El Centro College in Dallas is a public, 2-year college offering an AAS in Paralegal Studies.
Kaplan College (f/k/a Southeastern Career Institute) located in Dallas is a proprietary school extending an AAS in General Paralegal Studies and a shorter Certificate program.
Lamar State College – Port Arthur in Port Arthur is a public, 2-year school offering an AAS in a Legal Assistant Program and requires 72 semester credit hours to complete. Internships are mandatory.
Lee College in Baytown is a public, 2-year school offering an AAS or a Certificate in Paralegal Studies.
Lone Star College – North Harris (f/k/a North Harris College) in Houston is a community college (2 year) offering an AAS and a Certificate in Paralegal Studies.
San Jacinto College – North in Houston is a 2 year school extending an AAS with the completion of 65 semester hours in the Paralegal Program with mandatory internships.
Texas A & M University – Commerce is a public 4 year university in Commerce offering a Bachelor of Arts and a Post-Bacc Certificate. Internships are mandatory.
Texas State University-San Marcos (formerly Southwest Texas State University) in San Marcos is a 4 year public school extending a Master of Arts and a Post-Baccalaureate Certificate (where the student possesses a BA in any discipline) and completion times vary: 36-24 semester credit hours depending on option chosen; approx. 9 months/2 long academic semesters for completion of certificate, and of course, 4 years for the BA. Internships are mandatory.
Entry Level Positions
A paralegal is hardly relegated to only law firms -they can work in banks, government agencies, and divorce offices to name a few- but the most visible workplace and where most paralegals cut their teeth, are in the big law firms that make their headquarters in major metropolitan areas. Below find a truncated list of the several of the largest firms in the state:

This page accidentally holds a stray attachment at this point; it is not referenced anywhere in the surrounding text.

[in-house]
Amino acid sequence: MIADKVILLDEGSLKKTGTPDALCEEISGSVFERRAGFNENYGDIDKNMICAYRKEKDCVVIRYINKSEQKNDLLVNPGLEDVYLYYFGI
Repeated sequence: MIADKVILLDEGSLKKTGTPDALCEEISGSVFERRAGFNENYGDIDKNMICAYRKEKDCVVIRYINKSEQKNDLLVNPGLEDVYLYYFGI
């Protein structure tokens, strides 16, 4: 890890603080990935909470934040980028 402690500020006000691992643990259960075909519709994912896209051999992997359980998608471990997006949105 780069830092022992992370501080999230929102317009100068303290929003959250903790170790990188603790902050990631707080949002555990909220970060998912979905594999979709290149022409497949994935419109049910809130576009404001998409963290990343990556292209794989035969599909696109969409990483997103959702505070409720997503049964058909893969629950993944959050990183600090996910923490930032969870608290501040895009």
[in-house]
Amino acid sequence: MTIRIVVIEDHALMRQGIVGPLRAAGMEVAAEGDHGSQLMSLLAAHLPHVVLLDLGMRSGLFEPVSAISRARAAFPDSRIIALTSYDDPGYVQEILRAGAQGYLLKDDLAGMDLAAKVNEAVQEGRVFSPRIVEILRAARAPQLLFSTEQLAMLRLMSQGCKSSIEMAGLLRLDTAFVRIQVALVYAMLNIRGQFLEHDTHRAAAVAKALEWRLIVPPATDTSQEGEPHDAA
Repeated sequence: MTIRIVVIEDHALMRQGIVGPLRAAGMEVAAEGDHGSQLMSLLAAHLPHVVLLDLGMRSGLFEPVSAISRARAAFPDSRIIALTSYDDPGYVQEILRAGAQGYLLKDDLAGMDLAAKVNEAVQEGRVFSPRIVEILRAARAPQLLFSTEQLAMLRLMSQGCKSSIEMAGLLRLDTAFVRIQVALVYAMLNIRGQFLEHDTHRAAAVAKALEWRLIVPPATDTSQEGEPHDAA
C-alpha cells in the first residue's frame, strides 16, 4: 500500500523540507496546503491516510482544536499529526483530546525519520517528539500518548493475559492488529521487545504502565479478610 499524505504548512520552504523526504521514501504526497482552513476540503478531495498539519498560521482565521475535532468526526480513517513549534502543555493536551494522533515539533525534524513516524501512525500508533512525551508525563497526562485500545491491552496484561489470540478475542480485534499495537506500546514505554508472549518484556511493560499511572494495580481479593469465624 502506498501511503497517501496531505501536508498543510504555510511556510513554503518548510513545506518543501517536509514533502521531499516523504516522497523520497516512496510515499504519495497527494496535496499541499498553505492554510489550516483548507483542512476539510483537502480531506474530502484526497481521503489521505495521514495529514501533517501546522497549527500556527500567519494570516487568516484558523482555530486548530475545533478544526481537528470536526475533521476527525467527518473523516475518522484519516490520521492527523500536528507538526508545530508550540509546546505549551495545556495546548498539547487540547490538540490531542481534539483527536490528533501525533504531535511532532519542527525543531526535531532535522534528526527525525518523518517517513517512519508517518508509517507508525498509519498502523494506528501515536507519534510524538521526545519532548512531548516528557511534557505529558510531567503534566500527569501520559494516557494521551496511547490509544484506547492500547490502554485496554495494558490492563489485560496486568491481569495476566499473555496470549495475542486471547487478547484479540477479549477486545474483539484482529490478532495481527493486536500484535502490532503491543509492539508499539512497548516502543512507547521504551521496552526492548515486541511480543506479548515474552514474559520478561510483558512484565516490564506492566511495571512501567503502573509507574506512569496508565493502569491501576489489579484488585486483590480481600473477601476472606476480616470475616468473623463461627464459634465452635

Strasburger & Price
720 Brazos Street
Austin, Texas 78701
T: 512 499 3600
F: 512 499 3660
2801 Network Boulevard
Frisco, Texas 75034
T: 469 287 3900
F: 469 287 3999
901 Main Street
Dallas, Texas 75202
T: 214 651 4300
F: 214 651 433
909 Fannin Street
Houston, Texas 77010
T: 713 951 5600
F: 713 951 5660
300 Convent Street
San Antonio, Texas 78205
San Antonio, Texas 78205
Bank of America Plaza
901 Main Street
Dallas, TX 75202
1401 McKinney Street
Houston, Texas 77010
Associations are bigger deals in some states than others, but there is most certainly a place for at least one in the life a legal assistant. Over the past few decades the emersion of a greater number of associations has helped to boost the public opinion of paralegals into something far greater than just a ‘lawyer want-to-be’; associations have promoted the professionalism of the field, the visibility of it and bolstered its members educations by offering seminars and workshops. They advocate further schooling, professional support, job banking, and many other worthy pursuits for paralegals. Quite a few will offer services pro bono for greater visibility, a sense of community and professional assistance the public would otherwise not have. These free sessions also help further cement the paraprofessional brotherhood.
Important Contacts for Paralegals
- State Bar of Texas
- State Bar of Texas – Paralegal Division
- State Bar of Texas – Paralegal Standards
- Texas Board of Legal Specialization – Paralegal Certification Process
- Texas Board of Legal Specialization – Paralegal Certification
- Alamo Area Paralegal Association (AAPA)
- Capital Area Paralegal Association (CAPA)
- Dallas Area Paralegal Association (DAPA)
- Houston Metropolitan Paralegal Association (HMPA)